Risk of hospitalization, early death doubled in type 2 patients…
Cardiovascular complications have been linked to diabetes. However, according Dr. Timothy Davis from University of Western Australia, “there have been no detailed contemporary population-based studies of heart failure (HF) complicating type 2 diabetes.”
In an effort to investigate predictors and outcome of hospitalization or death from heart failure in type 2 diabetes, Dr. Davis and his team conducted a community-based longitudinal cohort study. In this study, 1,296 patients with mean age of 64 years old and median diabetes duration of 4 years were selected from 1993-1996 and their data was analyzed prospectively until the end of June 2012. In addition, control groups of 5159 non-diabetic representatives with similar demographics were also included for comparison.
According to the results of the study, 337 (31.8%) out of 1185 patients with no prior history of heart failure were hospitalized or died from heart failure during the follow-up period. Cox proportional hazards modelling was exploited to account for confounding factors such as: sedentary lifestyle, central obesity, lower systolic blood pressure, higher serum triglycerides and urinary albumin to creatinine ratio, eGFR ≥ 90 ml/min, known ischemic heart disease, retinopathy and schizophrenia (P ≤ 0.046). Furthermore, the age-adjusted hazard ratio (95% CI) for HF hospitalization/death in T2D vs non-diabetic subjects was 2.36 (2.09-2.66) (P<0.001).
The finding of this study suggests type 2 diabetes is an established risk factor for early development and deaths due to heart failure. Compared to the control groups, type 2 diabetes patients are twice as likely to suffer from this complication. As stated in the study, “type 2 diabetes patients were 4.8 years younger vs. non-diabetic controls at first heart failure event (P<0.001), and these patients were also 4.4 years younger at time of death (P<0.001).” In addition, Dr. Davis also mentioned in his abstract presented at American Diabetes Association (ADA) 2015 Scientific Sessions that hyperfiltration (eGFR ≥ 90 ml/min) might represent a novel risk factor for developing heart failure. However, further explanation of this suspicion was not detailed.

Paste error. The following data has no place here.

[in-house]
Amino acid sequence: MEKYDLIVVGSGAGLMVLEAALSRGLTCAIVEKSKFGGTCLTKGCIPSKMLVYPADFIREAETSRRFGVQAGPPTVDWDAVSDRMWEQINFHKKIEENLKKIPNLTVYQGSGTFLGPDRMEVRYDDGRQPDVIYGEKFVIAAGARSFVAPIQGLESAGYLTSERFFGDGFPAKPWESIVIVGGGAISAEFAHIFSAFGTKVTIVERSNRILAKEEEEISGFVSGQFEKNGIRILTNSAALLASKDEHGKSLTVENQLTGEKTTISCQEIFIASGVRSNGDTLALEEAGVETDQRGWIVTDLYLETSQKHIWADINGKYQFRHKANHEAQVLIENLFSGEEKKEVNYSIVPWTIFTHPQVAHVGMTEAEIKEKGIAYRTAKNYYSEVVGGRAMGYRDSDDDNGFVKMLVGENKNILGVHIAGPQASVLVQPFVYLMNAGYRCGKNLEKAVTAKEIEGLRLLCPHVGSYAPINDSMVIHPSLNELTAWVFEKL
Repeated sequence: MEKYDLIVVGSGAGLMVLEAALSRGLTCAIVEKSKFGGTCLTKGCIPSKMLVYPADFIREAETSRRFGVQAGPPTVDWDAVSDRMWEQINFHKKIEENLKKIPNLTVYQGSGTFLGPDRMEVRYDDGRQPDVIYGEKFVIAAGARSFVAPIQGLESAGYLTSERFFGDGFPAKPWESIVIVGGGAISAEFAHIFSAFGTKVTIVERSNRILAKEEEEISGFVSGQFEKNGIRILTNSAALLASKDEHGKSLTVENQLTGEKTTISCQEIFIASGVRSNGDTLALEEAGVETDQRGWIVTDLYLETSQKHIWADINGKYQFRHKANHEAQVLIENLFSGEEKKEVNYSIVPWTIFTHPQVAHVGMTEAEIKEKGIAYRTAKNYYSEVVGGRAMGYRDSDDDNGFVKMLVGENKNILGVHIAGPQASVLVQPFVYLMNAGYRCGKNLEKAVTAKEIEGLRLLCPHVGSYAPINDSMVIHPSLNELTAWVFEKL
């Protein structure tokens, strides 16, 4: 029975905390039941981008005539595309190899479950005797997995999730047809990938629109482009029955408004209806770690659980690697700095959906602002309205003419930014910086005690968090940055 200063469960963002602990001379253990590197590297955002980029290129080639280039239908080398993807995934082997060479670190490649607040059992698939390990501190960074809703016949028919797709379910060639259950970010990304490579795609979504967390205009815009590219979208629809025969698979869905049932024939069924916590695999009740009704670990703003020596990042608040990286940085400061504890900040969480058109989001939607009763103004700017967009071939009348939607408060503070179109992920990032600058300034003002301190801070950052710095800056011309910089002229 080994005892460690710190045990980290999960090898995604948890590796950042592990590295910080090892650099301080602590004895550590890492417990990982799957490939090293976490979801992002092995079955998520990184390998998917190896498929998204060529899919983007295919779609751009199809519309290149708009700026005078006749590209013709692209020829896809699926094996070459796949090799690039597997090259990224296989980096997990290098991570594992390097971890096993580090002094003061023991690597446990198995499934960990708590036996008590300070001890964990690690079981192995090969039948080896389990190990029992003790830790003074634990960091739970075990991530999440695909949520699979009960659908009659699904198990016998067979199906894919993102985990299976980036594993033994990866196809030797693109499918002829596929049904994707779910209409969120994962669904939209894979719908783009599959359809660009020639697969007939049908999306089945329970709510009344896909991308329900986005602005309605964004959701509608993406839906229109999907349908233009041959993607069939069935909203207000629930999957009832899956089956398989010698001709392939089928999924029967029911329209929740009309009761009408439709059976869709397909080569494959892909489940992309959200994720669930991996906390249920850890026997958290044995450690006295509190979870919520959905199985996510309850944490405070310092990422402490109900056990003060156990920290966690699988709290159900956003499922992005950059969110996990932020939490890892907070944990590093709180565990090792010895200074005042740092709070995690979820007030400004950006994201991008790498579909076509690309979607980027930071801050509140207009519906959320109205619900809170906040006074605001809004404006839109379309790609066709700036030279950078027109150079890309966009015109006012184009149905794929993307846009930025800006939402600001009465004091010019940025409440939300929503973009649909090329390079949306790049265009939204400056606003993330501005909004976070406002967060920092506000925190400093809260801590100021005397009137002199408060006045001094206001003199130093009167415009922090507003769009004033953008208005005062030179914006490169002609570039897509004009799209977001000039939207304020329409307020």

Since heart failure is common in 30% of type 2 diabetic patients, extra precautions and monitoring is recommended in managing these cardiovascular risk factors in these patients.
- The risk for early development of heart failure is doubled in type 2 diabetes patients.
- Type 2 diabetes patients develop heart failure 4.8 years earlier and also 4.4 years younger at time of death when compared to non-diabetic patients.
- Hyperfiltration may represent as one of the potential risk factors leading to heart failure
Davis T, Davis WA. Predictors and outcome of heart failure complicating type 2 diabetes: The Fremantle Diabetes Study. American Diabetes Association 2015 Scientific Sessions; June 7, 2015; Boston, MA. Abstract 1490-P.